Postcards From Egypt:
Surviving Travel – Part 2

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So any given day in Egypt you’ll likely see a mix of animals (wild dogs in packs, herds of sheep and goats, the occasional donkey, buffalo or camel), motorcycles, taxi’s, micro buses, private cars and then industrial and city vehicles, big rigs, tour buses and tons of people on the streets from around 4am until 2am the next morning. Egypt is the country that never sleeps!

Except in downtown Cairo and Giza, there are no traffic lights. There are a few signs here and there, but like the “pirate code” from the movie Pirates of the Caribbean, these are thought of as “mostly guidelines than actual rules”. People drive two, three or four cars wide on a two lane road. They go north and south in the same lane, sometimes on the right side of the road, sometimes the left. I’ve seen vehicles not only driving backwards, but cars pushing other cars backwards through oncoming traffic. There are no police to enforce any traffic laws in most places and there would not be enough police to even do this job in a country of over 80 million people.

My first experience on a micro bus was to go to a wedding. They had rented two buses to carry everyone to the wedding party in another part of town (Egyptian weddings are another great story I’ll tell you about another time). So you have all women, girls and babies in one bus and the men and boys in another. The women do this twirl with their tongues to celebrate an engagement or wedding, the birth of a child or anything where they are happy called “Zaghrota”(most Americans associate this with suicide bombers just before a bomb explodes which is incorrect – and only women who do this, men DO NOT).

Photo by Wael Ghonim

So you have about 20 to 30 women and children all crammed into this micro bus, yelling, twirling their tongues, clapping, singing with the men in the other bus playing drums, clapping and singing, the bus drivers racing each other and honking their horns like their lives depended on it while ignoring anyone else who is on the road with them, my daughter so scared she was almost in tears, while my future mother in law yelled at the driver to slow down. I forgot to mention that weddings are at night and NO ONE uses their head lights except to maybe flash each other to let them know they are coming up behind them or if someone is coming towards them. By the time we got to the wedding party, we were both willing to walk all the way home. This was my first experience on a micro bus and as you can guess I prefer to take the Metro Rail if at all possible, especially when traveling into downtown Cairo.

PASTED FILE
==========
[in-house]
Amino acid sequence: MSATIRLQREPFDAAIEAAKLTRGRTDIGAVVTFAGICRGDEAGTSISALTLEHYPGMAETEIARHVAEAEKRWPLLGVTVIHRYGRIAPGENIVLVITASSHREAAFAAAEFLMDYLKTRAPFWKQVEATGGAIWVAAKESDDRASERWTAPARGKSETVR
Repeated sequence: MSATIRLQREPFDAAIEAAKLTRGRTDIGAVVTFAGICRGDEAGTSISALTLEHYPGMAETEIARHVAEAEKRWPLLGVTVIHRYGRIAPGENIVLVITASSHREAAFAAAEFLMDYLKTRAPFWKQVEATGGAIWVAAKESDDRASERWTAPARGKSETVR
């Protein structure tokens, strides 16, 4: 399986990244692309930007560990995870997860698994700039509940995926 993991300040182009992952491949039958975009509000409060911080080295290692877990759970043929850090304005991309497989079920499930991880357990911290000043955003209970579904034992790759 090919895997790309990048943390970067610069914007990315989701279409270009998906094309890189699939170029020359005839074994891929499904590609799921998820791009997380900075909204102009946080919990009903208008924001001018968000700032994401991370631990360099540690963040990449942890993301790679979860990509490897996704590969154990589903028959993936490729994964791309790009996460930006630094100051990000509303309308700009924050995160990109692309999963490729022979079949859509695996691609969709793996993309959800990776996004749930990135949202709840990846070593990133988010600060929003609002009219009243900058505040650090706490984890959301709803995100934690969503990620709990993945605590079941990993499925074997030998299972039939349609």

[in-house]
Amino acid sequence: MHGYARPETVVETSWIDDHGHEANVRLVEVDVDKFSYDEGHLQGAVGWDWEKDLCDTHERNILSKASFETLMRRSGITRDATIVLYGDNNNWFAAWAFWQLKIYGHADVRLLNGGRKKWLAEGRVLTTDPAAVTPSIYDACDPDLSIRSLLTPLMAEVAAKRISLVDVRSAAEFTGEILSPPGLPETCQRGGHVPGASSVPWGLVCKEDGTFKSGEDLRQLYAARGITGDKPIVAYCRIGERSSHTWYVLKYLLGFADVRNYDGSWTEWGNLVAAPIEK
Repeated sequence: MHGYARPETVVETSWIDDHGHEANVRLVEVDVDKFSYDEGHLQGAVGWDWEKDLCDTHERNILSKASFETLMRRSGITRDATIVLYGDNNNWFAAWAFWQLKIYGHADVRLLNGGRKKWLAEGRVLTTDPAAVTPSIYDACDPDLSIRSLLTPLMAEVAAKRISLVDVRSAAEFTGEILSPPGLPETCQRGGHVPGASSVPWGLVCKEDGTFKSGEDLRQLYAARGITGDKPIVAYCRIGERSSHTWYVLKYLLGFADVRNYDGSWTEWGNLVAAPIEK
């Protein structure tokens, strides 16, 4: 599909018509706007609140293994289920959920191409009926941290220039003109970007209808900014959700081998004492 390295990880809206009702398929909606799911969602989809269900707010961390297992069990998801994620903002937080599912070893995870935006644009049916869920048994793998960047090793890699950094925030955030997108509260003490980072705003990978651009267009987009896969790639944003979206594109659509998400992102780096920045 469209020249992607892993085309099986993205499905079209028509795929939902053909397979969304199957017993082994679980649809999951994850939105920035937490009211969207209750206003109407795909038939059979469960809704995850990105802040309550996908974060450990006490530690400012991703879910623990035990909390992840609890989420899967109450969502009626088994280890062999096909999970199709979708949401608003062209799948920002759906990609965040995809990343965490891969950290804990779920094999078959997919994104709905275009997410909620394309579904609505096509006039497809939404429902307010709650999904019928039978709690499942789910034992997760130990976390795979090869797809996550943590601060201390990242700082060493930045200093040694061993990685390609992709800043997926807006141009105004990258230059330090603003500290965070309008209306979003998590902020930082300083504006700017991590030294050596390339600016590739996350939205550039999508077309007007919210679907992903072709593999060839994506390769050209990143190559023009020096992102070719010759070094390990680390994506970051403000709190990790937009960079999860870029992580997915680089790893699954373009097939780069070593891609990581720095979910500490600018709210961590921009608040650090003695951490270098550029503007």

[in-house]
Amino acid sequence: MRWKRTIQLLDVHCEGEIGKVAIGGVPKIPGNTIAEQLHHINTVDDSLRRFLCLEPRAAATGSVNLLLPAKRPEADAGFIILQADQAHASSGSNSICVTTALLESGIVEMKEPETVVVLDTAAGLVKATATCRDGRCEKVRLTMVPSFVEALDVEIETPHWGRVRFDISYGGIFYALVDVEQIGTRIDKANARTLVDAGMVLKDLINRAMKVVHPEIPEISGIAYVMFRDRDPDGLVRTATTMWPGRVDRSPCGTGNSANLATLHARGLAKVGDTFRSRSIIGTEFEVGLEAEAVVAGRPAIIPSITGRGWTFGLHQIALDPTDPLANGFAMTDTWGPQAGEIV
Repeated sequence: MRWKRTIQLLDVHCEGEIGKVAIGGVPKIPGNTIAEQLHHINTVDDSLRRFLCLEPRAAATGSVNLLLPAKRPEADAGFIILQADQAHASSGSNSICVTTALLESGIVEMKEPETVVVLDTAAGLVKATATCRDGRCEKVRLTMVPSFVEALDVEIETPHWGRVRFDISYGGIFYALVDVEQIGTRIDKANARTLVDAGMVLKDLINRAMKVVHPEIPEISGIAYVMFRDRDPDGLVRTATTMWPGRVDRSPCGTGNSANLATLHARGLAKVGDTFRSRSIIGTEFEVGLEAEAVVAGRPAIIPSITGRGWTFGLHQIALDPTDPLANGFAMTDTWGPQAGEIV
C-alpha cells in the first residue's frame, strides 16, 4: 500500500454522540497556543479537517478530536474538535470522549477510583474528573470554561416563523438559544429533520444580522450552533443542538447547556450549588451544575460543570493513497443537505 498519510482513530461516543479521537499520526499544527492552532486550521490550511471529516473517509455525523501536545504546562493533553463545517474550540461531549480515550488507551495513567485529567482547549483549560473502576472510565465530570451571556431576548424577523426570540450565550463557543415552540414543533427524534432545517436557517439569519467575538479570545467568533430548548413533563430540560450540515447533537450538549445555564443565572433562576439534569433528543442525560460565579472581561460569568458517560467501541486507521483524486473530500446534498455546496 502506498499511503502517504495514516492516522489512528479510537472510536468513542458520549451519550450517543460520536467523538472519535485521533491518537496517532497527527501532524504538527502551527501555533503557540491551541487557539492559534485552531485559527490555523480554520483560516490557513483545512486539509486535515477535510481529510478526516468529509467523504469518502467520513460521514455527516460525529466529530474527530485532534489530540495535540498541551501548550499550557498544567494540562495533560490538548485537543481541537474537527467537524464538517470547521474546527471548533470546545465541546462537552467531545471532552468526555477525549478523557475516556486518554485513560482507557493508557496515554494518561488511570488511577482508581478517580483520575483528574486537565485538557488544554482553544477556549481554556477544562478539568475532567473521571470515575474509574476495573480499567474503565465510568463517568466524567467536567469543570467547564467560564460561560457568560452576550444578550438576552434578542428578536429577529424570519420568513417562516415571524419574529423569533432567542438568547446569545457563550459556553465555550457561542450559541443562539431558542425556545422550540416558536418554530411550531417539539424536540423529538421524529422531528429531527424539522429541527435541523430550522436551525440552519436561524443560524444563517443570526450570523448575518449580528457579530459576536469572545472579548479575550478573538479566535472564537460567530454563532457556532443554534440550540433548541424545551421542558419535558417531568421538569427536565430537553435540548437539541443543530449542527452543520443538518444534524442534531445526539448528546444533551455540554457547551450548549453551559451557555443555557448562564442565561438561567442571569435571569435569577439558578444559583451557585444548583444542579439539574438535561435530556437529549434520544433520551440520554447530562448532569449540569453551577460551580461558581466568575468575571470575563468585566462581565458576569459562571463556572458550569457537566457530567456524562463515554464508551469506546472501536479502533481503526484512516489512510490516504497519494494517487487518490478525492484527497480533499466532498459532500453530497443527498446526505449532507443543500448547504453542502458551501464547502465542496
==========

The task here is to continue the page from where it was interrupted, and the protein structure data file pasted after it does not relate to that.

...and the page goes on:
The Metro Rail is great. I love it!! Did I mention that I really love the train?? The worse thing that happens on the train is that you can have about 100 people crammed into a car at one time on a hot and muggy day all sweaty and gross. However, you’re not swerving through traffic, dodging donkeys and praying to God you make it home alive. Another nice thing with the train is there are two or three cars set aside just for women. This is great for mothers with kids, if you’re breastfeeding it’s a great place for a pit stop for the baby to feed without any embarrassment and just in general if you are traveling without your husband or a male escort from your family.

It’s been almost a year now since my first experience with Egyptian transportation and surprisingly enough I will fall asleep on those same micro buses that used to make my knuckles turn white. I prefer the Metro Rail and my husband prefers the bus, sick man that he is, but you have to adapt and adjust quickly if you want to go anywhere and don’t have a car in Egypt.

All I can say is I really can’t wait for any of my friends and relatives to come visit so I can see their expressions the first time they ride in a taxi or on a micro bus. I can laugh now and probably will then at their expense, but I believe I have earned that laughter.

Robyn Payne (aka Asmaa Ahmed) was born in Weaverville, California and was raised in Mountain Gate. She graduated from C.V.H.S. in 1988 and has lived all over the country since then but always ended up back in Redding. A year ago she left Redding once again and now lives in Ain Helwan, Egypt, just south of Cairo with her Egyptian husband and his family. She’s always enjoyed writing stories and poems and is a “just for fun” photographer.
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Robyn (Asmaa) Payne was born in Weaverville, California and was raised in Mountain Gate where her family still lives. She graduated from C.V.H.S. in 1988 and has lived all over the country since then but always ended up back in Redding. In October of 2011 she left Redding once again and now lives in Cairo, Egypt, with her Egyptian husband and step son. She loves to write and is looking forward to sharing more of her new country and the people and places she loves here.
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16 Responses

  1. Lincoln Lincoln says:

    This is brilliant stuff, as were your previous posts. (Sounds a bit like transport melees I've witnessed and participated in from China to India to Indonesia). Keep up the terrific writing. Especially enjoying details like the male vs female minibus race.